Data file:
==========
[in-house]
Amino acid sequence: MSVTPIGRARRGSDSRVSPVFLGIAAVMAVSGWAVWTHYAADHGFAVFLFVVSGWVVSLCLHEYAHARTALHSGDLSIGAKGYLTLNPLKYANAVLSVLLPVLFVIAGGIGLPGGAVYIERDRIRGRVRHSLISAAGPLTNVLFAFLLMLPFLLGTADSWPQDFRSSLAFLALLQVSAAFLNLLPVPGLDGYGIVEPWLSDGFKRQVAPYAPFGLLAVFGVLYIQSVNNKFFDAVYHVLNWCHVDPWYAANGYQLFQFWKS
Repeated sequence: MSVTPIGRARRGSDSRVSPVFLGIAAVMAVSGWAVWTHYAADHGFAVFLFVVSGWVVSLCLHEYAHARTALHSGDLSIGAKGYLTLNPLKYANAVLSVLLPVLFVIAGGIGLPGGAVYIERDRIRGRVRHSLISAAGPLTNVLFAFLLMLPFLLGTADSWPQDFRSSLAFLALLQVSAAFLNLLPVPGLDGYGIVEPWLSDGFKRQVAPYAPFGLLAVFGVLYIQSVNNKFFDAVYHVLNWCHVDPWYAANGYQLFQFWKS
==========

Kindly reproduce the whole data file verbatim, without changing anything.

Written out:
[in-house]
Amino acid sequence: MSVTPIGRARRGSDSRVSPVFLGIAAVMAVSGWAVWTHYAADHGFAVFLFVVSGWVVSLCLHEYAHARTALHSGDLSIGAKGYLTLNPLKYANAVLSVLLPVLFVIAGGIGLPGGAVYIERDRIRGRVRHSLISAAGPLTNVLFAFLLMLPFLLGTADSWPQDFRSSLAFLALLQVSAAFLNLLPVPGLDGYGIVEPWLSDGFKRQVAPYAPFGLLAVFGVLYIQSVNNKFFDAVYHVLNWCHVDPWYAANGYQLFQFWKS
Repeated sequence: MSVTPIGRARRGSDSRVSPVFLGIAAVMAVSGWAVWTHYAADHGFAVFLFVVSGWVVSLCLHEYAHARTALHSGDLSIGAKGYLTLNPLKYANAVLSVLLPVLFVIAGGIGLPGGAVYIERDRIRGRVRHSLISAAGPLTNVLFAFLLMLPFLLGTADSWPQDFRSSLAFLALLQVSAAFLNLLPVPGLDGYGIVEPWLSDGFKRQVAPYAPFGLLAVFGVLYIQSVNNKFFDAVYHVLNWCHVDPWYAANGYQLFQFWKS